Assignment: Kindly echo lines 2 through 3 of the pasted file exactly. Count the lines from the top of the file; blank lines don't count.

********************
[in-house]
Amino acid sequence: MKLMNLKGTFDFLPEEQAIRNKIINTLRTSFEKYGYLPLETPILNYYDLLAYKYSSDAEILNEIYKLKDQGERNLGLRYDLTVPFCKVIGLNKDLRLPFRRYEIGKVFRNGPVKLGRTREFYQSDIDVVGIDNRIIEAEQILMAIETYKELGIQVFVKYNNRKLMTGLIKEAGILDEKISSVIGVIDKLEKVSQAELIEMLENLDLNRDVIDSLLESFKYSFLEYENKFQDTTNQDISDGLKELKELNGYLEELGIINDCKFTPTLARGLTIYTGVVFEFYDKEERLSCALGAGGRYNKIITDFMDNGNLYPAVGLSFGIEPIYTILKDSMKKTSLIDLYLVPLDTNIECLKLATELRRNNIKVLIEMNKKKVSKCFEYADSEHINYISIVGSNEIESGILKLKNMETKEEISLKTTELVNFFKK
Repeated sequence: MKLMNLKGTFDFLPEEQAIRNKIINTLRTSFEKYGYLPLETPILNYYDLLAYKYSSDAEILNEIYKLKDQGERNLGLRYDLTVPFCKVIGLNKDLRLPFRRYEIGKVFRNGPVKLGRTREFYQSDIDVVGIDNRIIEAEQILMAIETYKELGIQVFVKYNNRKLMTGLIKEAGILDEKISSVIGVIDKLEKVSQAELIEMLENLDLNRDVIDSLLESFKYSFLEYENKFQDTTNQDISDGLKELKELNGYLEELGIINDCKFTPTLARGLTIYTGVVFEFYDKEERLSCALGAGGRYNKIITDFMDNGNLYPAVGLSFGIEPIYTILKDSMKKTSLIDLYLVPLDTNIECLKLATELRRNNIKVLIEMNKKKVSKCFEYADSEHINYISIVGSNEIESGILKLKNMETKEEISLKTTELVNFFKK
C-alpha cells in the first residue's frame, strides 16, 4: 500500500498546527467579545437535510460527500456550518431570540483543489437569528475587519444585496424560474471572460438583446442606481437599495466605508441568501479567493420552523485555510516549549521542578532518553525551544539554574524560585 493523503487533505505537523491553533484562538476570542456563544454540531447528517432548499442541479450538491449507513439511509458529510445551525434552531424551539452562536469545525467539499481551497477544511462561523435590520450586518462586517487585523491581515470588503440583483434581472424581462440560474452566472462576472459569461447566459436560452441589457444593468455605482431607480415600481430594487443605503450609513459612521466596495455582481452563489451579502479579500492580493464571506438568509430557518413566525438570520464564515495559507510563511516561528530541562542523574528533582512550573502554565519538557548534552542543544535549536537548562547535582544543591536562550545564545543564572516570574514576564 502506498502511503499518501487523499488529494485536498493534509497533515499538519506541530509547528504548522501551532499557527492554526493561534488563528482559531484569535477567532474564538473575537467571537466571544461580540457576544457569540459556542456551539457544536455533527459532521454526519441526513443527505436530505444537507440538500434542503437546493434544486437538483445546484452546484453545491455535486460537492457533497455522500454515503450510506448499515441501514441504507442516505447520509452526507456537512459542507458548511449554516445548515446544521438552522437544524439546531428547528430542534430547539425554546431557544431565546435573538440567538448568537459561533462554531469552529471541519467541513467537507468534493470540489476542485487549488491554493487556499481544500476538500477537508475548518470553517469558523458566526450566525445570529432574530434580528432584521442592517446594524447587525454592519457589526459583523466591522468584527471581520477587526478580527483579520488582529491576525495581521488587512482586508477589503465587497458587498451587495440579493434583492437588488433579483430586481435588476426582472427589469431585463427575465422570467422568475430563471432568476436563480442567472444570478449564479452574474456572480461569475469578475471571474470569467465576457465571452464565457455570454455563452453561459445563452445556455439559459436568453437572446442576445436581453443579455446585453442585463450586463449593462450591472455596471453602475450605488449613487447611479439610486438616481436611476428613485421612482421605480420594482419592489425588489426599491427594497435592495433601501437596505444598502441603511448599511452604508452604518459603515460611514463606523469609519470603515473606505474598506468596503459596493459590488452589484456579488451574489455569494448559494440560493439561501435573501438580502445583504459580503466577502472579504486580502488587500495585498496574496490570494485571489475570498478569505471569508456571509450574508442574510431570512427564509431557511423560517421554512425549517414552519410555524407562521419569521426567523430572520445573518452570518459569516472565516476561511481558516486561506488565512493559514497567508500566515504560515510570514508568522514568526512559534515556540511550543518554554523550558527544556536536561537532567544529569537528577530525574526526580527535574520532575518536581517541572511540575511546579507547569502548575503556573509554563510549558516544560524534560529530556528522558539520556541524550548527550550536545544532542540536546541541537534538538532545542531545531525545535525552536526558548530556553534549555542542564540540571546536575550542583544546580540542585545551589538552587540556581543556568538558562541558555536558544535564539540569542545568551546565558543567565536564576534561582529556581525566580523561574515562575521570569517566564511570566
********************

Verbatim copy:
Amino acid sequence: MKLMNLKGTFDFLPEEQAIRNKIINTLRTSFEKYGYLPLETPILNYYDLLAYKYSSDAEILNEIYKLKDQGERNLGLRYDLTVPFCKVIGLNKDLRLPFRRYEIGKVFRNGPVKLGRTREFYQSDIDVVGIDNRIIEAEQILMAIETYKELGIQVFVKYNNRKLMTGLIKEAGILDEKISSVIGVIDKLEKVSQAELIEMLENLDLNRDVIDSLLESFKYSFLEYENKFQDTTNQDISDGLKELKELNGYLEELGIINDCKFTPTLARGLTIYTGVVFEFYDKEERLSCALGAGGRYNKIITDFMDNGNLYPAVGLSFGIEPIYTILKDSMKKTSLIDLYLVPLDTNIECLKLATELRRNNIKVLIEMNKKKVSKCFEYADSEHINYISIVGSNEIESGILKLKNMETKEEISLKTTELVNFFKK
Repeated sequence: MKLMNLKGTFDFLPEEQAIRNKIINTLRTSFEKYGYLPLETPILNYYDLLAYKYSSDAEILNEIYKLKDQGERNLGLRYDLTVPFCKVIGLNKDLRLPFRRYEIGKVFRNGPVKLGRTREFYQSDIDVVGIDNRIIEAEQILMAIETYKELGIQVFVKYNNRKLMTGLIKEAGILDEKISSVIGVIDKLEKVSQAELIEMLENLDLNRDVIDSLLESFKYSFLEYENKFQDTTNQDISDGLKELKELNGYLEELGIINDCKFTPTLARGLTIYTGVVFEFYDKEERLSCALGAGGRYNKIITDFMDNGNLYPAVGLSFGIEPIYTILKDSMKKTSLIDLYLVPLDTNIECLKLATELRRNNIKVLIEMNKKKVSKCFEYADSEHINYISIVGSNEIESGILKLKNMETKEEISLKTTELVNFFKK